38. G E T S T R E A M .

    I O • How? ◦ Treat all communication as an engineering practice: principles like DRY apply (Don’t Repeat Yourself) ◦ coding ◦ using language Communication
  39. G E T S T R E A M .

    I O • How? ◦ Always start with an outline ▪ Know what you want to say before saying it • Especially in async teams: OVERCOMMUNICATION is better Communication
  40. G E T S T R E A M .

    I O • How? ◦ Async comms is always better ▪ Big message? • Put it somewhere more permanent, like a wiki, notion, or other document repository. • Keep the discussion on/attached to the doc itself ◦ Provides tracking of history ◦ Insight into why things are the way they are. ▪ Find the right place for the right message Communication
  41. G E T S T R E A M .

    I O • How? ◦ Make sure you run and participate in good meetings ▪ Have a clear goal BEFORE starting the meeting everyone agrees on ▪ In general: as few people as possible (pizza rule) ▪ Prepare for meetings ▪ Read the docs/email in a meeting request before the meeting Communication
  42. G E T S T R E A M .

    I O • How? ◦ Make sure that everyone has a voice 
 —> The loudest person usually does not have the best idea ◦ Some people are inherently more introverted ▪ This does not imply putting them on the spot during the meeting ▪ Just talk/chat with them before or after Communication
  43. G E T S T R E A M .

    I O • How? ◦ When dealing with feedback, make sure to give it the attention and care it deserves ▪ Concise and clear feedback is appreciated by others ▪ When given to you it can boost your skills and learning opportunities ▪ Praise publicly and repeat in person with line management ▪ Constructive feedback in person, especially if it is about points of improvement ▪ When receiving feedback: Listen Communication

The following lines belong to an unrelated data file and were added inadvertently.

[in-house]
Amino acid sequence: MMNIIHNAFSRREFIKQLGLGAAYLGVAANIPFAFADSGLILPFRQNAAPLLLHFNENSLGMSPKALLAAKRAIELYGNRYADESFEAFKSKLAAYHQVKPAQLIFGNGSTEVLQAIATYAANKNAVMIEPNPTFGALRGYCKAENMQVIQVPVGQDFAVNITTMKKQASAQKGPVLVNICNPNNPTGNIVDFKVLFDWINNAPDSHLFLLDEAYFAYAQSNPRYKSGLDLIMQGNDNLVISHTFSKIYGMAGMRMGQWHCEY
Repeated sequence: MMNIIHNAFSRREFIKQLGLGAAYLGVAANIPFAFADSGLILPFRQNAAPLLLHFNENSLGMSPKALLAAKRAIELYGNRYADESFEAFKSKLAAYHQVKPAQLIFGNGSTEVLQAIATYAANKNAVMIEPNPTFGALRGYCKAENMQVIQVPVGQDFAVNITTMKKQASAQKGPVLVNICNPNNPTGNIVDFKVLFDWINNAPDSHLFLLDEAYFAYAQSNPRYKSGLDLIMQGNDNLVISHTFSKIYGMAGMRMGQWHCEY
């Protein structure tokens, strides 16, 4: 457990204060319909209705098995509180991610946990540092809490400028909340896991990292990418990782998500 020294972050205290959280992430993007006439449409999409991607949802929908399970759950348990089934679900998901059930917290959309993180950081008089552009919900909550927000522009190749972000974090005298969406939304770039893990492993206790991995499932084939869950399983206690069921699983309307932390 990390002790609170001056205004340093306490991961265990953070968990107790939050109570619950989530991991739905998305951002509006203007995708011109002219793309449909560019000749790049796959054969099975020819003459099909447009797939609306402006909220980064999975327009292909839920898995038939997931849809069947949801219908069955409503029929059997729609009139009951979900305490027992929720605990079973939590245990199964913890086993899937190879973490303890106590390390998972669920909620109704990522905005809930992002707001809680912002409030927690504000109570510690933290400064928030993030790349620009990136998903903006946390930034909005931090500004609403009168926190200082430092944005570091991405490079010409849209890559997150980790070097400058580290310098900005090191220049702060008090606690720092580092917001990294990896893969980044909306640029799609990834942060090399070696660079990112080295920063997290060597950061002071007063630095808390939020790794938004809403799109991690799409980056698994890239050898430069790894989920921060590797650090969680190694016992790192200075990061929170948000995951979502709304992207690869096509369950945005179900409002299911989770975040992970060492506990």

44. G E T S T R E A M .

    I O • What? ◦ Make valuable contributions to your team ◦ Be appreciated for your work/involvement ◦ Appreciate the work/involvement of your peers ◦ Produce more than the sum of the work of each individual Being A Team Player
  45. G E T S T R E A M .

    I O • Why ◦ An inclusive atmosphere starts with YOU ▪ Culture starts with you ▪ Remember diversity, try (how hard can it be right? ) to leave behind prejudice • Blissfully unaware doesn’t cut it anymore today • Everyone has prejudice! 
 Reflect upon that fact, act accordingly Being A Team Player
  46. G E T S T R E A M .

    I O • How ◦ Want to be trusted by your peers? ▪ Behave in a trustworthy way • Be on time • If in doubt, communicate ◦ Keeping things Implicit often causes issues ◦ Always better to communicate more ▪ Support work of others ◦ Start with implied trust ▪ When people feel trusted and appreciated, they feel safe enough to voice issues or concerns they have ◦ Sometimes it is simple things ▪ The pac-man rule for conferences Being A Team Player
  47. G E T S T R E A M .

    I O Jeroen Leenarts • iOS Developer Relations Lead • Podcast: AppForce1 • Book: Being a Lead Developer • Over 20 years of experience
  48. G E T S T R E A M .

    I O • What ◦ Time management is about making sure you work on what is important for you ▪ When in a job, it is about the work/tasks you are paid to do • Glue work is important, but often not recognized. • When you are self-employed it is about making sure you do the work that pays the bills and allows you to keep doing that into the future Time Management